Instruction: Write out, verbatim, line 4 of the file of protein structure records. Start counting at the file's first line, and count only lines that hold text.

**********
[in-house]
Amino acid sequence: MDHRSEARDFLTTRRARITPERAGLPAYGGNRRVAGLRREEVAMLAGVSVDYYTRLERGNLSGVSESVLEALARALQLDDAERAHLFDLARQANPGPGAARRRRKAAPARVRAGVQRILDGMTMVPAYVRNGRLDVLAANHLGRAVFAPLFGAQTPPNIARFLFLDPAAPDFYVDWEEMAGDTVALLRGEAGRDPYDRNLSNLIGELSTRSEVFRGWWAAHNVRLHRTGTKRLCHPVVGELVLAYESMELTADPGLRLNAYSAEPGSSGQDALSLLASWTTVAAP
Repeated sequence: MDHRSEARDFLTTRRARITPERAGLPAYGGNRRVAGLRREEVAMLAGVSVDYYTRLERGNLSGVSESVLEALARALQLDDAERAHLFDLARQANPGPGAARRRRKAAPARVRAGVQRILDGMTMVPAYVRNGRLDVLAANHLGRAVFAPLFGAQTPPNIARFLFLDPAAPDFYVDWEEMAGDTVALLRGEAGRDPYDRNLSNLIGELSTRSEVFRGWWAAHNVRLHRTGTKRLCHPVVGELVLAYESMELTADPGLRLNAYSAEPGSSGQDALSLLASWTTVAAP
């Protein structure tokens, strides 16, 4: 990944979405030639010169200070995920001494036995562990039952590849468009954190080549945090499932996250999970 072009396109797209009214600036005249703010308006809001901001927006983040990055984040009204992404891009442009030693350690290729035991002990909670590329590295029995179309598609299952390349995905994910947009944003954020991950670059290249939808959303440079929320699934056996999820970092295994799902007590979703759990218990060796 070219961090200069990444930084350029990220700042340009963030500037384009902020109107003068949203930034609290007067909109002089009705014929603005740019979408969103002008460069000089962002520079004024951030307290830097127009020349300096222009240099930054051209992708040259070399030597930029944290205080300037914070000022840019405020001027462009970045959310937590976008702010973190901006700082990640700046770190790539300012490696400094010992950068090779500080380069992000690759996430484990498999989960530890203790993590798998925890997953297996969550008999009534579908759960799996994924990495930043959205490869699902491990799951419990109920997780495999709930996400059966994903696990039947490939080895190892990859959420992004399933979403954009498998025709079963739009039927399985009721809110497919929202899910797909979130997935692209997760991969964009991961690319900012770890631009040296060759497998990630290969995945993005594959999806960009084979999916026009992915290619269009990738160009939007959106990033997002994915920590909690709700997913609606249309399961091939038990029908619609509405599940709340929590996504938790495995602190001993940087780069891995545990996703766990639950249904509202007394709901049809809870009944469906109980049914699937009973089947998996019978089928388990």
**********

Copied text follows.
């Protein structure tokens, strides 16, 4: 990944979405030639010169200070995920001494036995562990039952590849468009954190080549945090499932996250999970 072009396109797209009214600036005249703010308006809001901001927006983040990055984040009204992404891009442009030693350690290729035991002990909670590329590295029995179309598609299952390349995905994910947009944003954020991950670059290249939808959303440079929320699934056996999820970092295994799902007590979703759990218990060796 070219961090200069990444930084350029990220700042340009963030500037384009902020109107003068949203930034609290007067909109002089009705014929603005740019979408969103002008460069000089962002520079004024951030307290830097127009020349300096222009240099930054051209992708040259070399030597930029944290205080300037914070000022840019405020001027462009970045959310937590976008702010973190901006700082990640700046770190790539300012490696400094010992950068090779500080380069992000690759996430484990498999989960530890203790993590798998925890997953297996969550008999009534579908759960799996994924990495930043959205490869699902491990799951419990109920997780495999709930996400059966994903696990039947490939080895190892990859959420992004399933979403954009498998025709079963739009039927399985009721809110497919929202899910797909979130997935692209997760991969964009991961690319900012770890631009040296060759497998990630290969995945993005594959999806960009084979999916026009992915290619269009990738160009939007959106990033997002994915920590909690709700997913609606249309399961091939038990029908619609509405599940709340929590996504938790495995602190001993940087780069891995545990996703766990639950249904509202007394709901049809809870009944469906109980049914699937009973089947998996019978089928388990």